4:00pm - 4:30pm ET | Challenges and Opportunities for Anchor Institutions to Rebuild Downtowns: Faith Spaces
The world’s greatest downtowns include iconic buildings and cultural attractions that appeal to locals and visitors. Throughout the pandemic, we have come to appreciate the vital importance of places and spaces that are accessible to everyone. What roles and opportunities are there for these institutions—including places traditionally affiliated with religious traditions, to restore vibrancy to downtowns and attracting residents and visitors?
5:00pm - 5:30pm ET | Challenges and Opportunities for Anchor Institutions to Rebuild Downtowns: Libraries
Libraries play a crucial role in communities, including in Canada’s downtowns. In addition to being a hub for resources, they also act as a safe place for vulnerable populations and strengthen neighbourhoods by supplying free internet access and providing support for entrepreneurs and newcomers. Two Canadian cities have invested in their downtown libraries, creating iconic meeting places for civic life. What’s their future?
12:00pm - 12:30pm ET | Day 1 Recap and Political Leadership for Downtown Recovery
12:30pm - 1:15 pm ET | Local Government Approaches to Downtown Recovery
1:30pm - 2:15 pm ET | Fuelling the Economic Recovery of Canada: the Role of Business to Lead
Businesses are the catalysts for regional economic growth. What are the key actions that different sectors (businesses, commercial real estate and different levels of government), can take to support local economies to recover in a strong, resilient and equitable way? How can they compete internationally and rebuild as places that residents, tourists and workers want to be in?
2:30pm - 3:15 pm ET | Everyone’s Responsibility: Canada's Challenge with Street Issues
Canada’s downtowns and main streets are being challenged and changed before our eyes because of COVID-19. This dire situation is being compounded by social issues like mental health and addictions, unemployment and lack of housing. This session—led by IDA Canada, will discuss the issues and the solutions from different cities across Canada.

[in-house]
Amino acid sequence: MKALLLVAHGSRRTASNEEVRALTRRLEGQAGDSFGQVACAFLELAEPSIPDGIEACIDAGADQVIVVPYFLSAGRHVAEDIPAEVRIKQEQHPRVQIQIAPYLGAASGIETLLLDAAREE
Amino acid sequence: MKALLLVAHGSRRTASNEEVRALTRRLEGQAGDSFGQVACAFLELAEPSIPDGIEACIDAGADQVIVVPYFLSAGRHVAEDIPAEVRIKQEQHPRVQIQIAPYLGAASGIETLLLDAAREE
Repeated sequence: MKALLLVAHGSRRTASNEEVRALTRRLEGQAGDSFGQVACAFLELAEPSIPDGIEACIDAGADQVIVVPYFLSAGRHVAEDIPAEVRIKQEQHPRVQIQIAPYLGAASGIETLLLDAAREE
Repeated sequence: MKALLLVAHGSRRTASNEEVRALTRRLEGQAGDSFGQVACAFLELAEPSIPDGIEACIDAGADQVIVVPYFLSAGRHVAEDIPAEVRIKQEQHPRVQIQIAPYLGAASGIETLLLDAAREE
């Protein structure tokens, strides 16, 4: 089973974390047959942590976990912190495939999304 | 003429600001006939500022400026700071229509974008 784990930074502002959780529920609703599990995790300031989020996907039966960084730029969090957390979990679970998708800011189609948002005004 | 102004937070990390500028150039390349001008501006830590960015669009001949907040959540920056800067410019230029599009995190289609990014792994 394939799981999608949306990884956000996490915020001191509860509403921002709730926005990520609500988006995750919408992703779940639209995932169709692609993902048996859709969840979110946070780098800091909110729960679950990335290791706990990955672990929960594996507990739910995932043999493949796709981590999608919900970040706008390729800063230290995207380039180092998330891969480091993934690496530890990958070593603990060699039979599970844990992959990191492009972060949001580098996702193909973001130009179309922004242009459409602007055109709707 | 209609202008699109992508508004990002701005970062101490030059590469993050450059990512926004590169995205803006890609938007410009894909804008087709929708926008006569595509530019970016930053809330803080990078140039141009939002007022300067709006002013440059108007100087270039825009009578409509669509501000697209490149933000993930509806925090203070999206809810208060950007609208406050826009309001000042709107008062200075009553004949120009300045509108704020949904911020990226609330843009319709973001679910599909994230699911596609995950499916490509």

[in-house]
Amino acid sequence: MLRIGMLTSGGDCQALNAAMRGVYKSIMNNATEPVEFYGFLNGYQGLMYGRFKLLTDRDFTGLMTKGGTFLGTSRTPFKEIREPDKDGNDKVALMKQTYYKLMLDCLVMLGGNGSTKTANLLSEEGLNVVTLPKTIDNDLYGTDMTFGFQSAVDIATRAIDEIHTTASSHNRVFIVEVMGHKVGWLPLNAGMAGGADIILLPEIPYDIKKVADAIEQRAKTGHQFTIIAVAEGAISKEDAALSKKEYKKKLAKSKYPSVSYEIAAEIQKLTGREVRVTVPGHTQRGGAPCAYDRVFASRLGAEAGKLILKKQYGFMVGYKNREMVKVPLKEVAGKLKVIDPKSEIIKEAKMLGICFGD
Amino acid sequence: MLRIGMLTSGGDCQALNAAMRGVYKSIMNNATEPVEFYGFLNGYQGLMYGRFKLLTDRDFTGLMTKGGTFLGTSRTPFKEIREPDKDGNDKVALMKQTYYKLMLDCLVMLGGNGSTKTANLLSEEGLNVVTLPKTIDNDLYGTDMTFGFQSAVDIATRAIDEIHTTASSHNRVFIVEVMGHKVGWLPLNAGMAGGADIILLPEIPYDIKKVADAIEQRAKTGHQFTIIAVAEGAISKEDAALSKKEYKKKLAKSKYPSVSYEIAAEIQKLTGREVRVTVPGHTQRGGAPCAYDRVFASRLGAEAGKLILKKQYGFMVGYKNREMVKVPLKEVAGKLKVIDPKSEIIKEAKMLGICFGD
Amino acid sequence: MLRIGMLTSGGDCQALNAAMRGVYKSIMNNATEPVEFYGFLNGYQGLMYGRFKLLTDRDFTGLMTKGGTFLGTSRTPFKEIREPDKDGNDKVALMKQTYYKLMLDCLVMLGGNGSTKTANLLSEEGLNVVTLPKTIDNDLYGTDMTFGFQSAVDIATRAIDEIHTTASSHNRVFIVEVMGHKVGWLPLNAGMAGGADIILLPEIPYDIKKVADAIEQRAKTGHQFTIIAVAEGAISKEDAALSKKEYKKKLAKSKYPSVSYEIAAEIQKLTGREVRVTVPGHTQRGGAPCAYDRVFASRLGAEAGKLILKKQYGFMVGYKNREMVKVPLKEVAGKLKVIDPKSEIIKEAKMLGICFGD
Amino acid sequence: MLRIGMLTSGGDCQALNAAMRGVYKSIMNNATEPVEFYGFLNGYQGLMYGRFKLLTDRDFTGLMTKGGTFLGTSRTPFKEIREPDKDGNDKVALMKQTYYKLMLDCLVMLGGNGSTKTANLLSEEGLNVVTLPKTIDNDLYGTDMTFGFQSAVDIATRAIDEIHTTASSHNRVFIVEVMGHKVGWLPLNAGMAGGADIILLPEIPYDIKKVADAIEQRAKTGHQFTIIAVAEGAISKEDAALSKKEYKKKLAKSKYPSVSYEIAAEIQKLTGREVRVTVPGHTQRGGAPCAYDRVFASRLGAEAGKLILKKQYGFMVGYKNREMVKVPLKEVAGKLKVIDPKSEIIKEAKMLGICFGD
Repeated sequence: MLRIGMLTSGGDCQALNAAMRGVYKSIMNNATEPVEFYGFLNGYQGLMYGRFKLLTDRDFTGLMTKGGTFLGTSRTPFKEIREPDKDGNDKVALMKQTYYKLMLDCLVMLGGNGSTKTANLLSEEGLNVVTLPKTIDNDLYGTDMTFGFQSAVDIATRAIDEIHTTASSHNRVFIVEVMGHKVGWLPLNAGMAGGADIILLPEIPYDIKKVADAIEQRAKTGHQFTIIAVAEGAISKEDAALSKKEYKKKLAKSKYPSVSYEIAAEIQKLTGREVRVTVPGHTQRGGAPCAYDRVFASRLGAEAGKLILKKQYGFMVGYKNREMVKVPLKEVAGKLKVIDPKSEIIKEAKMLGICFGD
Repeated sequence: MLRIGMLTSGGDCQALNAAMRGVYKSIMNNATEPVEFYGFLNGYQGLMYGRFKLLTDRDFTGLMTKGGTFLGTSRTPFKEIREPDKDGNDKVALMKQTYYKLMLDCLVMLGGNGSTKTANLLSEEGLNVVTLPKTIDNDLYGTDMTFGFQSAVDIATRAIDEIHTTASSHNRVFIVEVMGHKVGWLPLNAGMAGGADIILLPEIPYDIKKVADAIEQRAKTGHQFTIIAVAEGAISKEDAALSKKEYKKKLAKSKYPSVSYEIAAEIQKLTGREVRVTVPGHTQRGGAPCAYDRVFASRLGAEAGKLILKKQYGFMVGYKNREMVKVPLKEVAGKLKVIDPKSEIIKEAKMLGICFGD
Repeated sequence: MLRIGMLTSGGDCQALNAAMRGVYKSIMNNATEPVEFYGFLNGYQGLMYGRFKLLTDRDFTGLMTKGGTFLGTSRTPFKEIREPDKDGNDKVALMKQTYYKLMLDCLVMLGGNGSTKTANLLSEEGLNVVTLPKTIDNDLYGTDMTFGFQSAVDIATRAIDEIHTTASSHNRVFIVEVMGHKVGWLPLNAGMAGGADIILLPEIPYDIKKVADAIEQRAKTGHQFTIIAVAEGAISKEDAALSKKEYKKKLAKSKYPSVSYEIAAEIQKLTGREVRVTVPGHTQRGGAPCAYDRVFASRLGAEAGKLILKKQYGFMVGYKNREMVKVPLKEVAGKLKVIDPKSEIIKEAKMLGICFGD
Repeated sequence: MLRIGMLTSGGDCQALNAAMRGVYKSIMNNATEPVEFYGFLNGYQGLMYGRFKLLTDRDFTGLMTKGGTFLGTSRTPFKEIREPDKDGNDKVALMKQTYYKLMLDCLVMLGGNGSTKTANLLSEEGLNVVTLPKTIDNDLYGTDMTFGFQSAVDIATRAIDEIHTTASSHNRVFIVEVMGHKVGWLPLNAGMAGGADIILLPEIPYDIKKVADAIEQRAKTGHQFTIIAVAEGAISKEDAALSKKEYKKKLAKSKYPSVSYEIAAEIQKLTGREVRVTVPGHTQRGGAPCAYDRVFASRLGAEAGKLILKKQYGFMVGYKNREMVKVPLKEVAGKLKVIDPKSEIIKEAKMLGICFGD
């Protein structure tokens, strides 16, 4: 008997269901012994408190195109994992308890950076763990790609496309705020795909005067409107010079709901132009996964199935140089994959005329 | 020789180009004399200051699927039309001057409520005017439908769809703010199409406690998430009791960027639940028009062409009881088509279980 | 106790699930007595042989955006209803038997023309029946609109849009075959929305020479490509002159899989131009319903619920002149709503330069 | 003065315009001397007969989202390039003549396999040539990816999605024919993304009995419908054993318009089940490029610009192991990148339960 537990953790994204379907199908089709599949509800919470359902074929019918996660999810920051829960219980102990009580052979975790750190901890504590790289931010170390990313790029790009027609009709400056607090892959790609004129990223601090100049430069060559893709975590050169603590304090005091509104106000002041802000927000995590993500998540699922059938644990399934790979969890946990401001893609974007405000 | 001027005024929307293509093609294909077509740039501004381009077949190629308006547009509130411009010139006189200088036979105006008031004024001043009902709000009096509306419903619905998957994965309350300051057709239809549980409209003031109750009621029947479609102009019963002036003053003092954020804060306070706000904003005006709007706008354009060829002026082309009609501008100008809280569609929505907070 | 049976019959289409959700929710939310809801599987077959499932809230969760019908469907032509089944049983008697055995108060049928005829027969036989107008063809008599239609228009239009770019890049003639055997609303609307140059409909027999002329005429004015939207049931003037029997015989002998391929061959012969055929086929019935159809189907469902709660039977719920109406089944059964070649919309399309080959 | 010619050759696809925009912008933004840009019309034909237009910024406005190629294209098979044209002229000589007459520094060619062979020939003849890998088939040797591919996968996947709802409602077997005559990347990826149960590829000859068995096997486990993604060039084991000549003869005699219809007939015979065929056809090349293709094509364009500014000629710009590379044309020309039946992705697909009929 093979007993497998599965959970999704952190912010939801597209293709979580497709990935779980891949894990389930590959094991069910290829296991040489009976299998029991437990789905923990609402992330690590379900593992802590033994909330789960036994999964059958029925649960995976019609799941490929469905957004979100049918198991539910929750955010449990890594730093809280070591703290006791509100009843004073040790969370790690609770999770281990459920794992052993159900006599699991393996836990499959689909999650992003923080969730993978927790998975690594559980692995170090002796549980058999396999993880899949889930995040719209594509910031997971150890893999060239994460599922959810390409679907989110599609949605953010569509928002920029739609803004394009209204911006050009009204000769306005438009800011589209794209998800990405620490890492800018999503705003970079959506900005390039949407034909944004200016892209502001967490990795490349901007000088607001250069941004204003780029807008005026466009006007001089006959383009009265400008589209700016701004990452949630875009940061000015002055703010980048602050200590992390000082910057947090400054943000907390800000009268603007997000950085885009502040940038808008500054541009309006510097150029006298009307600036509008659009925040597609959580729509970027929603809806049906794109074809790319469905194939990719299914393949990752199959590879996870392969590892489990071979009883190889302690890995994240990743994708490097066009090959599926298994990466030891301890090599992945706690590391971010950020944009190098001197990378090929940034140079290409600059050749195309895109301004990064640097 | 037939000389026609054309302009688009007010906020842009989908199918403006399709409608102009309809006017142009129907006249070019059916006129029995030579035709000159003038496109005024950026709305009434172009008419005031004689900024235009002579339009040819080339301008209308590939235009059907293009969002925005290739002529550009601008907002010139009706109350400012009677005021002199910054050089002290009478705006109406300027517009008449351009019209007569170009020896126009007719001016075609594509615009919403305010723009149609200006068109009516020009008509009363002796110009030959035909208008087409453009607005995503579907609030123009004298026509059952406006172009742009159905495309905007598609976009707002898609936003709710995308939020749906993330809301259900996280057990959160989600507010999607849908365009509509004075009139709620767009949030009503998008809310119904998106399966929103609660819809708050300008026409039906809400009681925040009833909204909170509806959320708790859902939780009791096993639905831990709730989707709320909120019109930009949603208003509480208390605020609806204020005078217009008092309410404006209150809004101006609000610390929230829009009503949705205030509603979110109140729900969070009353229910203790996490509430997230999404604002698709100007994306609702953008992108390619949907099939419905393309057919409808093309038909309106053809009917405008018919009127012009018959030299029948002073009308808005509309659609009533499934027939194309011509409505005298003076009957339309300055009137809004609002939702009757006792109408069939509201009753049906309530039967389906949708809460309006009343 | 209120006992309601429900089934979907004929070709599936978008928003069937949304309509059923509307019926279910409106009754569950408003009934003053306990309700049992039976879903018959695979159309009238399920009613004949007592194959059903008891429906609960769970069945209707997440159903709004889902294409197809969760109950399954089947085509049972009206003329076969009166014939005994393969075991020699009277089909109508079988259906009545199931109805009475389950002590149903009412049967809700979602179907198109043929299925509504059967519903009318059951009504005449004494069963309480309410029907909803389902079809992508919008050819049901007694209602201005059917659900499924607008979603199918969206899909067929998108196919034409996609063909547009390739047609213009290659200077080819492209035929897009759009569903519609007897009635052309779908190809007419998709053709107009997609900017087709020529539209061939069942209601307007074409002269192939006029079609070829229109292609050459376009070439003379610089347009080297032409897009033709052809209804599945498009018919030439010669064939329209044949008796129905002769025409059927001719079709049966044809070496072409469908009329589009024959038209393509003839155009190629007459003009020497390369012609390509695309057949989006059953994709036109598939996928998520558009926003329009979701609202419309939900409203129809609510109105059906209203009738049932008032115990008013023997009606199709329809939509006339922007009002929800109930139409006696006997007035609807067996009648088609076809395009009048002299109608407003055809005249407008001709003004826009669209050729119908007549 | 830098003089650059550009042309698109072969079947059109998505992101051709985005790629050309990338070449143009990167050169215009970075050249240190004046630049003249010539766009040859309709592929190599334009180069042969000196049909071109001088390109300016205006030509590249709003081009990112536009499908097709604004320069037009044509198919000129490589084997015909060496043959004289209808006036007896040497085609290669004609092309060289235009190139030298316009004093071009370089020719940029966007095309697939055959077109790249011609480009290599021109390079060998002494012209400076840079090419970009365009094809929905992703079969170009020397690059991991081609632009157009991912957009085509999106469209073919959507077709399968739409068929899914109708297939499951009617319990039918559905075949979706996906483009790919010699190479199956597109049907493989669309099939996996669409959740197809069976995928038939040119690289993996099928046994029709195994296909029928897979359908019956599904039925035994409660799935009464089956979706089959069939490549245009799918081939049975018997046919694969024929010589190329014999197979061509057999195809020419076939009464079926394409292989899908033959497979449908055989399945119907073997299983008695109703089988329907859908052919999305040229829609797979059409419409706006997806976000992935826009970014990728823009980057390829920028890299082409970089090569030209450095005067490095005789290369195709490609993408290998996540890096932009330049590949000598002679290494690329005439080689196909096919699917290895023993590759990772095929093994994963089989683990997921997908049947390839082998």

3:30pm - 4:15pm ET | Downtown Dynamism: Rebuilding Hospitality and Culture
Canada’s hospitality, culture and tourism sectors are completely connected to the dynamism of our downtowns. Locals and tourists come to ‘the city’ for experiences they can’t find anywhere else. These activities create jobs and generate millions in tax revenue for all levels of government. Months of lock-downs have left these key sectors of our economic and civic life in a precarious position. What actions are needed to support this industry and bring people back downtown?
4:30pm - 5:00pm ET | Challenges and Opportunities for Anchor Institutions to Rebuild Downtowns: Post-Secondaries
Universities and post-secondary institutions—particularly those with campuses downtown, are inherently connected to their communities. They attract thousands of people to the core and foster innovation, entrepreneurship and economic growth. Transitioning to virtual learning has had an extraordinary impact on downtowns. How will they recover and contribute to the recovery of their downtowns?
5:00pm - 6:00pm ET | What Can be Done on the Ground to Recover our Downtowns?
Sponsors and Partners
The Case for the Core
This report presents three possible scenarios for Canada’s downtowns to provoke a sharp re-thinking, spur dialogue and inspire bold action. The report makes the case for why downtowns matter, and why the experience of COVID-19 presents a profound, radical opportunity to rethink and remake them.
Restore the Core
Restore The Core is focused on supporting the recovery efforts of downtowns all across Canada through research and by engaging with stakeholders and urban leaders across the country to reimagine the future of downtowns.
For More Information
Mary W. Rowe
President and CEO